How and when to harvest vegetables from the garden in February – PLUS what to plant this month

Summer creates an abundance of homegrown crops. Tomatoes, cucumbers, courgettes, beans and more are all ripe for the picking. But how and when you pick them can make all the difference between sweet and succulent, bland or bitter.

Words: Jane Wrigglesworth


Maincrop potatoes are harvested when the foliage has died back, 120 to 150 days after planting, depending on the variety. Dig them out gently with a fork. If storing long-term, leave them exposed for a few hours to cure (not overnight or slugs and snails will have a field day!) before placing in thick paper sacks. Seal the sacks and store in a cool spot.  Be careful not to bruise potatoes when harvesting as rot may set in. Store only perfect potatoes, those without soft spots, mould or damage. Check them constantly while in storage and remove any that show signs of rot or they may cause others to rot too.


Carrots are generally harvestable 8-10 weeks after sowing. Remove the foliage immediately after harvesting to prevent it taking moisture from the carrot. You can leave carrots in the ground and pull them as you need them, but don’t leave them too long or they’ll become tough.


About three weeks after the silks on sweetcorn form, they’ll turn dry and brown. This is the time to pick them. You can double check that they’re ready – the kernels should exude a milky substance when pricked. Ideally, pick your corn just before you’re going to eat it, or within a few hours. Corn is at its prime for only 72 hours after harvesting, after which most of the sugar has turned to starch. When first picked, the ratio of sugar to starch is typically 80 per cent to 20 per cent; three days after picking the ratio will have swung the other way, 20 per cent to 80 per cent.

More stories you might like:
Earthworks 101: A stress-free guide to transforming your property with a digger


Pick peppers, the cucurbits and tomatoes often to encourage further production. Keep a close eye on courgettes. They can literally grow into marrows overnight when water and heat is abundant. Harvest when young. Pick cucumbers when firm and smooth; overripe cucumbers are soft and bitter and may start to turn yellow.


Beans take 50-70 days from sowing to harvesting. Harvest while still tender, otherwise they’ll go stringy. Check regularly. It doesn’t take long for beans
to go from tender to tough. Regular picking promotes a continuous supply.


Beetroot is best harvested when still young, about 5cm in diameter. Mature globes can become hard and fibrous. Remove foliage to prevent it taking moisture from the root.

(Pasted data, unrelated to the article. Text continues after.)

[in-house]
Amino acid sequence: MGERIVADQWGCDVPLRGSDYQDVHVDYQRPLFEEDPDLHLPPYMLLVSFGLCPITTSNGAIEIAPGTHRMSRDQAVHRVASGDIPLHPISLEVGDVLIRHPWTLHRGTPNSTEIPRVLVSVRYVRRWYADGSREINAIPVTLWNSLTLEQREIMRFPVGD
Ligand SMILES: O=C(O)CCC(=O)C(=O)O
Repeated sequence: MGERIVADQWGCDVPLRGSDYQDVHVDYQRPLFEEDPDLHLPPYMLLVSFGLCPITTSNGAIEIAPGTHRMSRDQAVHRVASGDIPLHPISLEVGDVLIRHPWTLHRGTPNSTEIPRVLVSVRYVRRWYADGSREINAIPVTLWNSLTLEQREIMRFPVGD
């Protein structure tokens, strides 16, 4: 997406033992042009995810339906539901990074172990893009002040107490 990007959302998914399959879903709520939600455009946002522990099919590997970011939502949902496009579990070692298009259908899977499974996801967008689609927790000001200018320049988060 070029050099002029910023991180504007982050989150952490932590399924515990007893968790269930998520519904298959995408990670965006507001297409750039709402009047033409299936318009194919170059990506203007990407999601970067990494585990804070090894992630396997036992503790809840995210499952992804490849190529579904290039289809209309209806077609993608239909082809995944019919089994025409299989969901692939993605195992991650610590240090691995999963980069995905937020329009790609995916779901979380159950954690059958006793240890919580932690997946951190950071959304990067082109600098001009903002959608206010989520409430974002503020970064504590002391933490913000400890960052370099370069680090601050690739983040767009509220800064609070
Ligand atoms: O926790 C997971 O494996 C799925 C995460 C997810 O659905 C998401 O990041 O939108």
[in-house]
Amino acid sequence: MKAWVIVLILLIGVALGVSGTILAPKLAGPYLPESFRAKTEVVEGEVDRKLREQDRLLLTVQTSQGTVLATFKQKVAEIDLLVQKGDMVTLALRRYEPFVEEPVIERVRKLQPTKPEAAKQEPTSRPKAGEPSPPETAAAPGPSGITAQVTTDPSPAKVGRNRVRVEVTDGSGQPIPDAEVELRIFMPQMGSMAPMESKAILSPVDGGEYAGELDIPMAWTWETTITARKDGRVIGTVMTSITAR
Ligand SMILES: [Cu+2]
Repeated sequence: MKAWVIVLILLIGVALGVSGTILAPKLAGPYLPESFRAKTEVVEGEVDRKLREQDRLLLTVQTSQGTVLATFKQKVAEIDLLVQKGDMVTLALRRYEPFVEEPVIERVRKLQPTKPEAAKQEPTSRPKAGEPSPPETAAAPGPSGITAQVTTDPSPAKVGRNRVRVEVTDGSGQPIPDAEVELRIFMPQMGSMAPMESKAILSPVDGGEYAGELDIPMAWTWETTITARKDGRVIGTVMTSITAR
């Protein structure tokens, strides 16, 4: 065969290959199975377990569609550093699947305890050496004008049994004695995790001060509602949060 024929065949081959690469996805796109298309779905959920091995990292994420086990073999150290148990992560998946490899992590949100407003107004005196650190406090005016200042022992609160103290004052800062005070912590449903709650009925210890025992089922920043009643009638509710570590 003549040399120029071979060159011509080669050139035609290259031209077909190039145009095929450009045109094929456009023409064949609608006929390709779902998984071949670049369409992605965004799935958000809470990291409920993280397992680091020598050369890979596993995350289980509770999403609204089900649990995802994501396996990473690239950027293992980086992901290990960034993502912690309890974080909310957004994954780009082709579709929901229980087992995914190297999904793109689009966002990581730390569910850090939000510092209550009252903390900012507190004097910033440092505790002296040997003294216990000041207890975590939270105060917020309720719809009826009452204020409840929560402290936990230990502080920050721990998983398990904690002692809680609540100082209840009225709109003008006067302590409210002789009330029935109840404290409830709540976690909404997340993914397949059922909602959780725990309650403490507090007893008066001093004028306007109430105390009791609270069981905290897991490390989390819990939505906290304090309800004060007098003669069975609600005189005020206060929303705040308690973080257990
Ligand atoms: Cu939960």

Dig out when young and tender, as little as five weeks after sowing. Over-mature radishes will lose their crispness and taste bitter.


Both onions and shallots are harvested when the tops wither and turn brown, usually mid-to-late summer. Close to harvest time, lay off the nitrogen fertilisers to ensure better storability. After digging, leave them to cure in a warm, dry place for about a week, then store in a mesh bag in a cool, dry spot.


It’s time to start on the winter garden, and enjoy the best of summer.

• Sow seeds of Japanese radish or daikon. The long, white, mild-tasting roots can be steamed, stir-fried, pickled, or grated and eaten raw. Grow in full sun in moist, fertile soil, and space accordingly. Roots can grow 40cm long by 6cm wide, don’t let them over-mature or they’ll become pithy.

More stories you might like:
What you can tell about your poultry from their feathers

• Sow turnips for harvesting in autumn. Baby turnips mature in as little as two months. If you’re not a fan of turnips as a root vegetable, grow them for their leafy tops. They’re part of the same family as kale and broccoli and their leaves are rich in vitamins, minerals and phytonutrients. Cook them as you would spinach, or use them raw in salads and sandwiches.

• Sow or plant seedlings of beetroot, broccoli, Brussels sprouts, cabbages, carrots, cauliflowers, kohlrabi, radishes, silver beet and spinach.

• Sow seeds or plant seedlings of herbs such as basil, borage, caraway, chervil, chives, coriander, dill, fennel, hyssop, lemon balm, lemon grass, lemon verbena, lovage, marjoram, oregano, parsley, sage, tarragon and thyme.

• High humidity contributes to mildew on cucumbers, courgettes, pumpkins and melons. Spray with fungicide to prevent it spreading or make a baking soda solution: pour 5 tablespoons vegetable oil, 2 tablespoons baking soda, 1 teaspoon Castile liquid soap and 2 litres water into a spray bottle and shake to mix. Spray plants, covering both sides of the leaves and stems. Reapply every five to seven days as a prevention method. Use a fresh mixture each time. Remove the old, diseased leaves before spraying and bin or burn them. Don’t cut away healthy foliage or you’ll reduce the nutrients going to developing fruit.

• Save lettuce seeds. Lettuce bolts to seed quickly in the summer heat. Let a few of your plants flower and collect the seed for replanting or storing until next spring.

• Sow land cress in containers or garden beds. Plant in moist soil and part shade – this peppery plant does best in cooler spots over summer. Keep plants well watered and the leaves will be ready to harvest in seven to eight weeks.

More stories you might like:
How to make your hens like you

NZ Lifestyle Block This article first appeared in NZ Lifestyle Block Magazine.
Discuss This Article
Send this to a friend